This bruising doom metal experience frequently shifts into space territory, an approach that takes you up to the atmosphere only to pulverize you into terra firma. Track one and three are great examples of this, but two and four miss the mark by trying to stay straight instrumental doom throughout. Metal bands need to learn that slight dynamics will always make you more extreme than the dumbass who doesn’t know how to turn down the distortion.
I do not really like the first song. It might be too slow; it might be too boring; it might be trying too hard. The guitar solo in the middle is terrible. I do not have anything good to say about it except the message is clear.
Yeah, “The slate is clean/John 3:16” is definitely the grossest thing the album has to offer and it’s front and center. It definitely picks up around the third track.
The third track is good, so we are just going to skip right to it. “Two Wolves” is good because there is this reoccurring motif about two wolves inside the soul locked in a never ending feud, referring to some Native American proverb.
That’s crazy. If we’re going to keep talking about lyrics, I like the next tracks, “Cut You Loose” and “Venom”, the most. Both have a the-harsh-reality-of-being-a-Christian-in-the-modern-world feel to them. It’s great to have a band like this telling you there are challenges to the normal God is good Christian rock thing.
I agree that with what you said, however, Trashman could be the next Christian rock anthem. Campbell does not pull any punches with these rhymes.
I can’t clean up your act
I’m not a trash man or a heart attack
I got no voodoo or emergency room
To fix all the trouble that you get into
But GOD can
I just read on his lyrics page that the first track, “Break the Chains,” is actually an attempted radio edit for a 6 and a half minute epic. I kind of wish they’d left it.
For it being the only really bad song, I can’t imagine it getting better by tacking on another three minutes of chorus and solos. They also randomly play the song again at the end of the album, as though reprising it will somehow make you feel better about having to smell its stink the first time around. The last couple of tracks also feel out of place among the heavy riffing. “Glorify You” gets all power poppy out of nowhere and “The Crimson Bridge” is folky snoozer stuff.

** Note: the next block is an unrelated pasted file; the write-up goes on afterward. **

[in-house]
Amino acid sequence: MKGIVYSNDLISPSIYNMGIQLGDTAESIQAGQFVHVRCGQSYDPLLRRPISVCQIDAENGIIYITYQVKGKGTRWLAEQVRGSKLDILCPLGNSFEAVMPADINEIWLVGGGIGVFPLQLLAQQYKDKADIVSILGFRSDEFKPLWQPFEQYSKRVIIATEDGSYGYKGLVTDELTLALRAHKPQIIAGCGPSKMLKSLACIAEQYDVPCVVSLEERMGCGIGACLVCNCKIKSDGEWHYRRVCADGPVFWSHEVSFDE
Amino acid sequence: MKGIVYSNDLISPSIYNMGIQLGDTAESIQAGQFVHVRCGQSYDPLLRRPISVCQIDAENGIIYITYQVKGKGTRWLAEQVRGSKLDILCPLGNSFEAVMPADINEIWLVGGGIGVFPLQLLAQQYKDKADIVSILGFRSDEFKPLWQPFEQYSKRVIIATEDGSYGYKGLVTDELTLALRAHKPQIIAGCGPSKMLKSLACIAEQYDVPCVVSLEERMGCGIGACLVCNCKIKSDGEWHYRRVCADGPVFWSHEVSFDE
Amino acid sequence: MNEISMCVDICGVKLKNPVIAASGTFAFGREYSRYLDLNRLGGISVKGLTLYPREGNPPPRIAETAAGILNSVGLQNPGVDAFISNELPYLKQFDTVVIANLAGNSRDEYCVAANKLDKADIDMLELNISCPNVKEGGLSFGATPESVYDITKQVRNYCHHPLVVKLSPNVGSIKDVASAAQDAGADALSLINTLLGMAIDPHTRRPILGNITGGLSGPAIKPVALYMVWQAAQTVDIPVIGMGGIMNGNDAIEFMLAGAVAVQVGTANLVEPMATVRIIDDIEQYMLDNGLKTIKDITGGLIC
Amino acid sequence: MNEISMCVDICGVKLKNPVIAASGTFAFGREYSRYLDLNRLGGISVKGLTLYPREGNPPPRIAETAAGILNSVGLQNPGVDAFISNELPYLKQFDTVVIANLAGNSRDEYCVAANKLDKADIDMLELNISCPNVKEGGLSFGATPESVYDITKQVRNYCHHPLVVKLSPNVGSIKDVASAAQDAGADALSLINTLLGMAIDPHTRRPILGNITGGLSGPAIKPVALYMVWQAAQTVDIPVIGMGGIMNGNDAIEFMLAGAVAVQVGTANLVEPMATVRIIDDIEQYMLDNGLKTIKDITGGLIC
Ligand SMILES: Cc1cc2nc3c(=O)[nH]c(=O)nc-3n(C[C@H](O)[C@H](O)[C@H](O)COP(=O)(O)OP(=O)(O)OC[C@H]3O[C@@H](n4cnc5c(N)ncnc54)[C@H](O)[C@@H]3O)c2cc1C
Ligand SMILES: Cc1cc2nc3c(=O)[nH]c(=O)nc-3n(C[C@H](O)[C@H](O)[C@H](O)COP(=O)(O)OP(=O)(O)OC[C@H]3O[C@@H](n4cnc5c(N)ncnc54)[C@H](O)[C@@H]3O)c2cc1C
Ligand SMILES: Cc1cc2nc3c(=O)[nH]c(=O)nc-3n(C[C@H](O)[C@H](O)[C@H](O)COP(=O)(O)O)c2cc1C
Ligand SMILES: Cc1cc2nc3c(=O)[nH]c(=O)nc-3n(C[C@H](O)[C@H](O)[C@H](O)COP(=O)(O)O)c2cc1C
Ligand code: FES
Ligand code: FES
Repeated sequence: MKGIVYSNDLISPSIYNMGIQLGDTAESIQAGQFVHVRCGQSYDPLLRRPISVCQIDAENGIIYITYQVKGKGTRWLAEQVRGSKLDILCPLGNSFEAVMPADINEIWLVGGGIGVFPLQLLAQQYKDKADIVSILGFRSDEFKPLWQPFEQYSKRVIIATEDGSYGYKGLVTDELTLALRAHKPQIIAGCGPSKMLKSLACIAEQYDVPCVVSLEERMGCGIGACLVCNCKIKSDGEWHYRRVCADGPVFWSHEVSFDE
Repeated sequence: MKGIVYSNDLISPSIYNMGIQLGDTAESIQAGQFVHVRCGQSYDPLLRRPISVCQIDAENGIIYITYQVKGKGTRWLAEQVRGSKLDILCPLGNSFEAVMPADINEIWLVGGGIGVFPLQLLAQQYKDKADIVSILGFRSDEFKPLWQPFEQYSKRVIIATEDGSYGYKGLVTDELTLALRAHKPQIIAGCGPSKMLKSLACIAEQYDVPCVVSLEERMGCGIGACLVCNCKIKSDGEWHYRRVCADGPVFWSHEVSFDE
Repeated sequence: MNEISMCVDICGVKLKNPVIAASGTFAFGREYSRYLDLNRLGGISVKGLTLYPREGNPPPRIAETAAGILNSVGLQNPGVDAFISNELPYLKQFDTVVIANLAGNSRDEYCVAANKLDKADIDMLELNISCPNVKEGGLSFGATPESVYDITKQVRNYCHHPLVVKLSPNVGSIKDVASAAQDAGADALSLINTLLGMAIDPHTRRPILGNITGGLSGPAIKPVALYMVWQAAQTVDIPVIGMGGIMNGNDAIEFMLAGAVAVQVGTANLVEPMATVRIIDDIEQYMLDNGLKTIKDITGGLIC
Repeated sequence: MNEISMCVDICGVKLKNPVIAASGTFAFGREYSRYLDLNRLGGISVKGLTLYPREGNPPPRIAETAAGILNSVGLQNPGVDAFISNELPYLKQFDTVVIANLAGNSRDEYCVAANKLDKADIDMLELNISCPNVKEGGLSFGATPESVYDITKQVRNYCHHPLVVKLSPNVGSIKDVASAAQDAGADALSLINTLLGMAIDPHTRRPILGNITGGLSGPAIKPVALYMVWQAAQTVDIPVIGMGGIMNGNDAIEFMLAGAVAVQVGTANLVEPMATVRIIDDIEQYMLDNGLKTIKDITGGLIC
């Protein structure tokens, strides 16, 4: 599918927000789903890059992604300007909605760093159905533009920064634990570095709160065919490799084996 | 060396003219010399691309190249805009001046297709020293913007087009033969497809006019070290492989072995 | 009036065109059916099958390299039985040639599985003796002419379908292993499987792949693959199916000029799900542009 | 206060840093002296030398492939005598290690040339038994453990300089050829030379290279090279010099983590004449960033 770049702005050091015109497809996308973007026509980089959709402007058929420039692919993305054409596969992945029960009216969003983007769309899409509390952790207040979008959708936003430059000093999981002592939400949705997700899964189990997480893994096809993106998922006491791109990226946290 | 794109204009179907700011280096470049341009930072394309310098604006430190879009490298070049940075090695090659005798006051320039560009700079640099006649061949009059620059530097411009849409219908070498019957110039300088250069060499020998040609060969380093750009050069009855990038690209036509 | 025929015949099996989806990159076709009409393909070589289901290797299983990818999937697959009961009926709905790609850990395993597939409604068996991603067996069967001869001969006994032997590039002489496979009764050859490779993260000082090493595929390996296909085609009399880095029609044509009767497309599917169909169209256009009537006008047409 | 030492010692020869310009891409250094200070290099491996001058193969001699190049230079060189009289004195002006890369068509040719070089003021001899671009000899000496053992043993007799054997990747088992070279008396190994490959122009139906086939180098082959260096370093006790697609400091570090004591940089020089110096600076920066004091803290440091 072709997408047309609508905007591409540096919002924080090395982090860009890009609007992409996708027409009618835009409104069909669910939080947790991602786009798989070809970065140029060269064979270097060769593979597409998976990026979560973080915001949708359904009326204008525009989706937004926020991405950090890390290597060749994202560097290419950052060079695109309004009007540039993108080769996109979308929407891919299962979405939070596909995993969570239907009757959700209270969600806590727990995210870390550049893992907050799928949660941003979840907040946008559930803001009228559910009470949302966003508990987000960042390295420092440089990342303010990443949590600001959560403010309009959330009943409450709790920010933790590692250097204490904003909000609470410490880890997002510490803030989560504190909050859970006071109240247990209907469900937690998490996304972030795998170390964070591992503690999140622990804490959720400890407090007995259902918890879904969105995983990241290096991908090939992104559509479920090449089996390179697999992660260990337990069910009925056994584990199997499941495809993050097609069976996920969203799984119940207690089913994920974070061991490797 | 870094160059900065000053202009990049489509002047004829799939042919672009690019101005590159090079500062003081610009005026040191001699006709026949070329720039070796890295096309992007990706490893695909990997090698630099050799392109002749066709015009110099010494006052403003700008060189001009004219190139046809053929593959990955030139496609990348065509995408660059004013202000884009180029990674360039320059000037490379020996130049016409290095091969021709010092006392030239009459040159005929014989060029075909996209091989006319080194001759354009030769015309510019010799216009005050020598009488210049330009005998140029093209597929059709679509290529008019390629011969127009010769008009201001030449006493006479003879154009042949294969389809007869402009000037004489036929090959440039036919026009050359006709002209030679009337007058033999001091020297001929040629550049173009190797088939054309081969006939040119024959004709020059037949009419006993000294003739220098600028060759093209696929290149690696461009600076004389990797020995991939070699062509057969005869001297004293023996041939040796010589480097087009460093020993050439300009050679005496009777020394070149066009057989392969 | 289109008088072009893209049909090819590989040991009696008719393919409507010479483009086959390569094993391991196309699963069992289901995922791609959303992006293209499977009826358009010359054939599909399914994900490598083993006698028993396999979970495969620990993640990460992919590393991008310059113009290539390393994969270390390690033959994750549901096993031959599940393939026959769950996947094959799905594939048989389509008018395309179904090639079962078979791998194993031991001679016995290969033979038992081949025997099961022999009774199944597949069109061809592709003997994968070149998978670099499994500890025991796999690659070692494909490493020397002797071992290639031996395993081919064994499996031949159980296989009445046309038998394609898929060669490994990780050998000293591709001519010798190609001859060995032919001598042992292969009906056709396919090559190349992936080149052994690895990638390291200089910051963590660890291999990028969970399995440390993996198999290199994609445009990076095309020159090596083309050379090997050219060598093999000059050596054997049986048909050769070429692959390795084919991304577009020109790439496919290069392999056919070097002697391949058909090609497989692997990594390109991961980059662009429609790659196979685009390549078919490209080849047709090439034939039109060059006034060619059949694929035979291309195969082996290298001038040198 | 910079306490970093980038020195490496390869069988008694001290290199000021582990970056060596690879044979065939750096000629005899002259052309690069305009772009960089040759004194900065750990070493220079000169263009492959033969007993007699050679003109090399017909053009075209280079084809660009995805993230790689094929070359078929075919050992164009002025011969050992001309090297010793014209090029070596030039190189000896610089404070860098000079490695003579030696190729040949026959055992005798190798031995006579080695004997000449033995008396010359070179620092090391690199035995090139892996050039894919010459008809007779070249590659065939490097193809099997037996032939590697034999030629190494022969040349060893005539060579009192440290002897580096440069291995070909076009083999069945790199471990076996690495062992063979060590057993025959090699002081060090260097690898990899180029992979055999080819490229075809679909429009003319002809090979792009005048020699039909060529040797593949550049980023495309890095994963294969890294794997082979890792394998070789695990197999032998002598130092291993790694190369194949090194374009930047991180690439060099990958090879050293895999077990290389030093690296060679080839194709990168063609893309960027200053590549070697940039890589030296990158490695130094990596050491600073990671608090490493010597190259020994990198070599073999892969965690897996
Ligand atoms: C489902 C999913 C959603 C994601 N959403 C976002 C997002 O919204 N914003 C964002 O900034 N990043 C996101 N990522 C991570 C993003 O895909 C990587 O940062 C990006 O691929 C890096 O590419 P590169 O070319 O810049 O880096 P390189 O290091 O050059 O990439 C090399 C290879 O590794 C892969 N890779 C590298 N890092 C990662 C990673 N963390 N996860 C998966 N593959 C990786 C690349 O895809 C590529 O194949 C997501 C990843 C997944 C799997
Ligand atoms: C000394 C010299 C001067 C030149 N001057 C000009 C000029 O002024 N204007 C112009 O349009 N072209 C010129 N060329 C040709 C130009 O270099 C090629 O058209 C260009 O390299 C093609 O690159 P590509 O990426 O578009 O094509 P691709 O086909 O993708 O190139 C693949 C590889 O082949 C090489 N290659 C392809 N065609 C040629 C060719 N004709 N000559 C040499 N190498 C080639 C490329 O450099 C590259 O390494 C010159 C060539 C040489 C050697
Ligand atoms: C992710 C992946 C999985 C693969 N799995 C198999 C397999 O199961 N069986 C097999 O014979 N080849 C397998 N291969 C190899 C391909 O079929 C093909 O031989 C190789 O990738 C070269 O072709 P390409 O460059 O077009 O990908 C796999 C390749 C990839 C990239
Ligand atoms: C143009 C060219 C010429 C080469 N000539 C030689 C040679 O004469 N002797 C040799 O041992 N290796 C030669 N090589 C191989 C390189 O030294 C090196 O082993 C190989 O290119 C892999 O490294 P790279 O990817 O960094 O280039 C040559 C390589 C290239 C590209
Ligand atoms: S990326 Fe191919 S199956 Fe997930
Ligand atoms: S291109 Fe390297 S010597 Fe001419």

I want to finish up talking about lyrics, but I also do not want to talk about “Weight of the World.” It is almost too cliche even for me, and since musically it seems to offer nothing I think we should skip it and move right on to Deaf Revolution.
Any thoughts on “Weight of the World?” Listening to the whole song now, the break down after the guitar solo is really cool, but then the crumby guitar comes back.
“Weight of the World” has a really cool Sabbath-sludge riff, so I can definitely stomach it.
I thought you’d like it because Campbell mentions Dio in the liner notes.
I’ve always liked the gargantuan riff type metal over the poppy polished Van Halen stuff, but most of that works really well here too. It’s funny how the whole album spans a ton of metal styles without sounding all over the place, ignoring those last two tracks I already mentioned.
The album as a whole is very pleasing. I can listen to the whole thing without skipping anything. But I would probably never drop the needle in the first or second track if vinyl ever becomes available.
There’s a hot streak from track four to track nine. It’s all tough rock with lyrics that never get too heavy-handed. Even for a man who concerns himself with secular things, it feels really honest music, which is more than you can ask from most Christian rock.
A lot of the time you just throw in a bunch of cliched garbage about Jesus and you’ve got an album for a rabid niche crowd. I can officially say that The Crimson Bridge are not posers.
Certainly not. At risk of sounding like a flip-flop, I actually think the tracks “Glorify You” and “The Crimson Bridge” are lyrically shameless and bold. I greatly appreciate Campbell’s heart rending core beliefs on those tracks.
I dunno, after being all hard for most of the album, it feels a little too soft so suddenly.